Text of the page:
Efforts were made by statesmen such as Sen. John J. Crittenden, Rep. Thomas Corwin, and former president John Tyler to negotiate a compromise to stop secession, with Buchanan's support; all failed. Failed efforts to compromise were also made by a group of governors meeting in New York. Buchanan employed a last-minute tactic, in secret, to bring a solution. He attempted in vain to procure President-elect Lincoln's call for a constitutional convention or national referendum to resolve the issue of slavery. Lincoln declined.
South Carolina declared its secession on December 20, 1860, followed by six other slave states, and, by February 1861, they had formed the Confederate States of America. As Scott had surmised, the secessionist governments declared eminent domain over federal property within their states; Buchanan and his administration took no action to stop the confiscation of government property.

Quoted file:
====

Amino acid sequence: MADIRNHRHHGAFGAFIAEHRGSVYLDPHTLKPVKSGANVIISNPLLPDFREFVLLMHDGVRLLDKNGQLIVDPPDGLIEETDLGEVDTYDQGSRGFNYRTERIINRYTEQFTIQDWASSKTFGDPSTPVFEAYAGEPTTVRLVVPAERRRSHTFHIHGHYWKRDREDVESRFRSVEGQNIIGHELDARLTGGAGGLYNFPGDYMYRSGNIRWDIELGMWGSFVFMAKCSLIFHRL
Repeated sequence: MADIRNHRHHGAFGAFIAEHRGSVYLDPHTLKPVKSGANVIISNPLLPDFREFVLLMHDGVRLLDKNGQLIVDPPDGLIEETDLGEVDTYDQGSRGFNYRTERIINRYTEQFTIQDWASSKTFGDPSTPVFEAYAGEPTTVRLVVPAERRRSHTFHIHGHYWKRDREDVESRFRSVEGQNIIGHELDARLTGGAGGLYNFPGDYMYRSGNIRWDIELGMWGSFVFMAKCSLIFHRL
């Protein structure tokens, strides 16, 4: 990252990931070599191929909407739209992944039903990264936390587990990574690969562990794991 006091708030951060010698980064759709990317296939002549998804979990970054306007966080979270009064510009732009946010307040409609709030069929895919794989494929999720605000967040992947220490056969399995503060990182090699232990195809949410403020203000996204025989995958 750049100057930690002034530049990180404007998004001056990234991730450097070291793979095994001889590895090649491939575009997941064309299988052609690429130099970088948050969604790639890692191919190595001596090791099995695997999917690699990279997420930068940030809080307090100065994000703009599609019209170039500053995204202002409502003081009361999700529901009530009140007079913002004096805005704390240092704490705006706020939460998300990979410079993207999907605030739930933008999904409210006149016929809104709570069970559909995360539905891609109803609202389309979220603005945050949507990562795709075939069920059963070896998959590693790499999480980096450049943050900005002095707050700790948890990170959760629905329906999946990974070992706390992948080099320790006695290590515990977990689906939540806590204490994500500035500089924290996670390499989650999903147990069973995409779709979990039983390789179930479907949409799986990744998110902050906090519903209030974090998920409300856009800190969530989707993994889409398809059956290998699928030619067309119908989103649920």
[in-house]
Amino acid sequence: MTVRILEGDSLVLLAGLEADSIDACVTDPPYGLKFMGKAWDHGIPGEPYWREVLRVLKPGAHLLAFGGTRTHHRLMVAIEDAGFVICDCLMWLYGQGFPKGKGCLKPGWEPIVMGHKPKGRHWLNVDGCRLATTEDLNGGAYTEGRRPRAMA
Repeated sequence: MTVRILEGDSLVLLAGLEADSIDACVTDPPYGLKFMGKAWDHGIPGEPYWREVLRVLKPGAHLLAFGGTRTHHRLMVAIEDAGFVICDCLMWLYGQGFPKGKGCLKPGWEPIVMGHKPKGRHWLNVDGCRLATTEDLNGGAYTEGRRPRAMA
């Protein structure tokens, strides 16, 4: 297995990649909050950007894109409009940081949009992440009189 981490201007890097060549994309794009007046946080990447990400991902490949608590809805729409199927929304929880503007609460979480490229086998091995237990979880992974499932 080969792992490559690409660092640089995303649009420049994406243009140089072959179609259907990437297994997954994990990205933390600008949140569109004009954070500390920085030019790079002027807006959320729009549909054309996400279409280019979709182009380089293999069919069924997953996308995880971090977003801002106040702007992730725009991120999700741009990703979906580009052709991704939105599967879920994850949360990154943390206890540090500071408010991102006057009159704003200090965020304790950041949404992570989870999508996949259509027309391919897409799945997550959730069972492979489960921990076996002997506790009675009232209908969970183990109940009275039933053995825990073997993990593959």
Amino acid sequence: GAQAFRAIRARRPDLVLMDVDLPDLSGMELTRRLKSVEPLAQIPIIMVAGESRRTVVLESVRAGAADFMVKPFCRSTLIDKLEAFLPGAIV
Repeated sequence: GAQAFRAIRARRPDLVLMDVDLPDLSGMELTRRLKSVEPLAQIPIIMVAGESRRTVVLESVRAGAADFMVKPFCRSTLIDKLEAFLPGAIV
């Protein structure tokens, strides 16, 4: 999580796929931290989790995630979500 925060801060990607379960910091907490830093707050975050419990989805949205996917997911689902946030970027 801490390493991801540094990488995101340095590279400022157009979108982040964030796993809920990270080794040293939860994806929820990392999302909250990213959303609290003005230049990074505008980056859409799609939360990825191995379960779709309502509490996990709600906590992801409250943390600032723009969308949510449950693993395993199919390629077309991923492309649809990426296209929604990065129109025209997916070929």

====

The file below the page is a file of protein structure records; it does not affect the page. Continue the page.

Beginning in late December, Buchanan reorganized his cabinet, ousting Confederate sympathizers and replacing them with hard-line nationalists Jeremiah S. Black, Edwin M. Stanton, Joseph Holt and John A. Dix. These conservative Democrats strongly believed in American nationalism and refused to countenance secession. At one point, Treasury Secretary Dix ordered Treasury agents in New Orleans, "If any man pulls down the American flag, shoot him on the spot." The new cabinet advised Buchanan to request from Congress the authority to call up militias and give himself emergency military powers, and this he did, on January 8, 1861. Nevertheless, by that time Buchanan's relations with Congress were so strained that his requests were rejected out of hand. Many consider him as the worst President in history for his failure to prevent the American Civil War.